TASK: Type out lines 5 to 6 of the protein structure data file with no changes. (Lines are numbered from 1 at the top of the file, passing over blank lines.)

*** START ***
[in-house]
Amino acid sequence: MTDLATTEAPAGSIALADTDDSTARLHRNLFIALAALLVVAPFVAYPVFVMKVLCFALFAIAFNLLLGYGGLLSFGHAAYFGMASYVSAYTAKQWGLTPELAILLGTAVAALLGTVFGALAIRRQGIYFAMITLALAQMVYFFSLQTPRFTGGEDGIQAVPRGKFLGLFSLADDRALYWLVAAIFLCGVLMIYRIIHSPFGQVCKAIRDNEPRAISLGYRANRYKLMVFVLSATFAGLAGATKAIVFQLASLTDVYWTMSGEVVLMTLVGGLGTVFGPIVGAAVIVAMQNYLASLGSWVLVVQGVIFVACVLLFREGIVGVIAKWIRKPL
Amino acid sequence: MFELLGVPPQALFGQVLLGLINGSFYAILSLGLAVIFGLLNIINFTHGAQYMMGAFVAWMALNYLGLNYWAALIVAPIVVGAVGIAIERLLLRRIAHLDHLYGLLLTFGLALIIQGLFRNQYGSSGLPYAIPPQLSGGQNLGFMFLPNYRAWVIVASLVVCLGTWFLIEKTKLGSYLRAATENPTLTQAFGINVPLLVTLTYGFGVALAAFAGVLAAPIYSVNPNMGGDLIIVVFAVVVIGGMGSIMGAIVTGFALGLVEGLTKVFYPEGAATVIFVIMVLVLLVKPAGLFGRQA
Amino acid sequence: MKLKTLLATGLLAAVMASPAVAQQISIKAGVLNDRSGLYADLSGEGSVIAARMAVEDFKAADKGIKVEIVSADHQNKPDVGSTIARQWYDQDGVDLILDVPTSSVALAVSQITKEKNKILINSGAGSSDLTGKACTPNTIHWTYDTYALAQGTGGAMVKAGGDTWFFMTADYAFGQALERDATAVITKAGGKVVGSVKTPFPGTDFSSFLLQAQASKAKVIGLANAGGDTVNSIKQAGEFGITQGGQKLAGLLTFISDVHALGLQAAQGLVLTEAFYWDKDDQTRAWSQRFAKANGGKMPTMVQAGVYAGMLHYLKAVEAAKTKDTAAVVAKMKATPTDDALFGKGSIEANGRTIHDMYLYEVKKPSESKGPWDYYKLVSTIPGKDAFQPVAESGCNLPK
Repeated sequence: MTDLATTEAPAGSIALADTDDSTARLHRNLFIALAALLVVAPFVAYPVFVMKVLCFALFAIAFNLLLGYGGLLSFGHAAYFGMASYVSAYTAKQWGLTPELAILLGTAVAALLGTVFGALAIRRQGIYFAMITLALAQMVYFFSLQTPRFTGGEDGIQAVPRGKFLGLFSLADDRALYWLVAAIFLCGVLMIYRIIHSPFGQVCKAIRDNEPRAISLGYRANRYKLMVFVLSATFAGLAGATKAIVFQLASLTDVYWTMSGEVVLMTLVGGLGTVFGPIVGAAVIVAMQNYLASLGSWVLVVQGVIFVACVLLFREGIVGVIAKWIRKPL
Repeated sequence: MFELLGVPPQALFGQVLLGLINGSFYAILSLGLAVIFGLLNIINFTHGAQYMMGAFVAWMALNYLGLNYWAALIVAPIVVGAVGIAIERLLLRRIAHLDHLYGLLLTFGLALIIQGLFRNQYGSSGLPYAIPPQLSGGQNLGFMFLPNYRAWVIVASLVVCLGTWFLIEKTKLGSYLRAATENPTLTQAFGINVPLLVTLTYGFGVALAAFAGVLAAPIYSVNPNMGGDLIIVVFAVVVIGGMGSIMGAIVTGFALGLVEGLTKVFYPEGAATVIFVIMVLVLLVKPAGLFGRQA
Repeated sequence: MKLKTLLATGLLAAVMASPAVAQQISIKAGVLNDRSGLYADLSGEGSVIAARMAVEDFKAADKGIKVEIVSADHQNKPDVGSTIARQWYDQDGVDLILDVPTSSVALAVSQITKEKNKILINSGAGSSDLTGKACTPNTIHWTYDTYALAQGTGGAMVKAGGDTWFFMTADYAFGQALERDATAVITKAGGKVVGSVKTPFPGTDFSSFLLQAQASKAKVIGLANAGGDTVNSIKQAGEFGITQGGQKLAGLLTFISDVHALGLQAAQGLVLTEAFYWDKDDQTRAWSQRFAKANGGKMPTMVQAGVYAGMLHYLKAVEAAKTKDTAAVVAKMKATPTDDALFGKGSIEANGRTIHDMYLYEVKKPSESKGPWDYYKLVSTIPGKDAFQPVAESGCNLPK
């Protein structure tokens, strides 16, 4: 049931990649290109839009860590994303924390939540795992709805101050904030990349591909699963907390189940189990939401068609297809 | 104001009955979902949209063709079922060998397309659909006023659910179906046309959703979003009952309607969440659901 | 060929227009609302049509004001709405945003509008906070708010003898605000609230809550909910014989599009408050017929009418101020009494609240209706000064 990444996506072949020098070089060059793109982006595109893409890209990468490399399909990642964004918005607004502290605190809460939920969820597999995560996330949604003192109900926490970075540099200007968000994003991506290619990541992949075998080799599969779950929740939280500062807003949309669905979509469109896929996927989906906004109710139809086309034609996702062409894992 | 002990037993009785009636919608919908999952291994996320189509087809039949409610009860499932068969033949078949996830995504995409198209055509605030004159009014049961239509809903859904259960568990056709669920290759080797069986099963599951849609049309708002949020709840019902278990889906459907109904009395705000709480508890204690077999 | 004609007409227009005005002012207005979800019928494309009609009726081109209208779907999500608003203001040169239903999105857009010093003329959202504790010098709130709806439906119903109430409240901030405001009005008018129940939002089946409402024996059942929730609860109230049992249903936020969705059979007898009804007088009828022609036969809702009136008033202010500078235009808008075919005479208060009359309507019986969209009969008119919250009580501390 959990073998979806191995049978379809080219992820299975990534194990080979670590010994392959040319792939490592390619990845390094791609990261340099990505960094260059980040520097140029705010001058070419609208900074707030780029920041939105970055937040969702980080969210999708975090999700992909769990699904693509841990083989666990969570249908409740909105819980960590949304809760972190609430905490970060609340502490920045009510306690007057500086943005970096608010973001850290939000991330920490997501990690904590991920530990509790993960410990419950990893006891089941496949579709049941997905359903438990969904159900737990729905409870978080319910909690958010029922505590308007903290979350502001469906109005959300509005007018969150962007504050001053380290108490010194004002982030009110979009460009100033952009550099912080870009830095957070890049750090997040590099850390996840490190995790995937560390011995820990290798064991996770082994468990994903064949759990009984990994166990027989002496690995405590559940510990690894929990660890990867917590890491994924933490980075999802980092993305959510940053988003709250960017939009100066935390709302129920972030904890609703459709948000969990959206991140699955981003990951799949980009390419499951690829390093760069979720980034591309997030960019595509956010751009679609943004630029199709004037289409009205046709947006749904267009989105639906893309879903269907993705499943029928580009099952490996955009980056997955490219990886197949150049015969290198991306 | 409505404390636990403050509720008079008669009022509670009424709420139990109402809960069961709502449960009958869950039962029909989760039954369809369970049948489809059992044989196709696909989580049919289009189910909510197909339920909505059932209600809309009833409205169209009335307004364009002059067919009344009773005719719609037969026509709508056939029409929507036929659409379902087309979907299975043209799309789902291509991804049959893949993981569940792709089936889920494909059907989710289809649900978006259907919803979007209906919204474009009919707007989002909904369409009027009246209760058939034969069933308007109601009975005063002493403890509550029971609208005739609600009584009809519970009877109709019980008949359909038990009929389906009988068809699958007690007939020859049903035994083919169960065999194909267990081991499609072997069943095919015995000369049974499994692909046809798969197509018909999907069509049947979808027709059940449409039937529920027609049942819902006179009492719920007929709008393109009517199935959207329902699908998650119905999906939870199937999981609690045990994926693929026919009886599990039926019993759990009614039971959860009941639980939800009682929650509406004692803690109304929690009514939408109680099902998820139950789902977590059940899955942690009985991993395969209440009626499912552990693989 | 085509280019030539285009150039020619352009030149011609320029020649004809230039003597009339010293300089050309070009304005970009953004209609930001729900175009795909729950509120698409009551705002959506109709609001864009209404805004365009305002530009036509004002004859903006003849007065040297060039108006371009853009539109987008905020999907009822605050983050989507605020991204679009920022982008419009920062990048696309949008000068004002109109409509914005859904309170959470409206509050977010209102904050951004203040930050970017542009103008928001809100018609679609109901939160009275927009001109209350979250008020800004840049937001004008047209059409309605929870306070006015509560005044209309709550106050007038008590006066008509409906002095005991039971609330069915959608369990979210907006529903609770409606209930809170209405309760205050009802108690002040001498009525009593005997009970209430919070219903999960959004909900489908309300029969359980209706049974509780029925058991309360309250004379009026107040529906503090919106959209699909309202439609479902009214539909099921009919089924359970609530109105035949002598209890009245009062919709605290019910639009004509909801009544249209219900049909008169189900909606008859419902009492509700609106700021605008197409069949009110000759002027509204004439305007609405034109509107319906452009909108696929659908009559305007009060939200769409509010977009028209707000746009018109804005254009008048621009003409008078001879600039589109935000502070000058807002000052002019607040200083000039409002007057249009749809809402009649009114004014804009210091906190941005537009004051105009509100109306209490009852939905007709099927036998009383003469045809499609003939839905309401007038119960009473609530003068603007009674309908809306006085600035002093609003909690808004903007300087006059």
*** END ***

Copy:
Repeated sequence: MTDLATTEAPAGSIALADTDDSTARLHRNLFIALAALLVVAPFVAYPVFVMKVLCFALFAIAFNLLLGYGGLLSFGHAAYFGMASYVSAYTAKQWGLTPELAILLGTAVAALLGTVFGALAIRRQGIYFAMITLALAQMVYFFSLQTPRFTGGEDGIQAVPRGKFLGLFSLADDRALYWLVAAIFLCGVLMIYRIIHSPFGQVCKAIRDNEPRAISLGYRANRYKLMVFVLSATFAGLAGATKAIVFQLASLTDVYWTMSGEVVLMTLVGGLGTVFGPIVGAAVIVAMQNYLASLGSWVLVVQGVIFVACVLLFREGIVGVIAKWIRKPL
Repeated sequence: MFELLGVPPQALFGQVLLGLINGSFYAILSLGLAVIFGLLNIINFTHGAQYMMGAFVAWMALNYLGLNYWAALIVAPIVVGAVGIAIERLLLRRIAHLDHLYGLLLTFGLALIIQGLFRNQYGSSGLPYAIPPQLSGGQNLGFMFLPNYRAWVIVASLVVCLGTWFLIEKTKLGSYLRAATENPTLTQAFGINVPLLVTLTYGFGVALAAFAGVLAAPIYSVNPNMGGDLIIVVFAVVVIGGMGSIMGAIVTGFALGLVEGLTKVFYPEGAATVIFVIMVLVLLVKPAGLFGRQA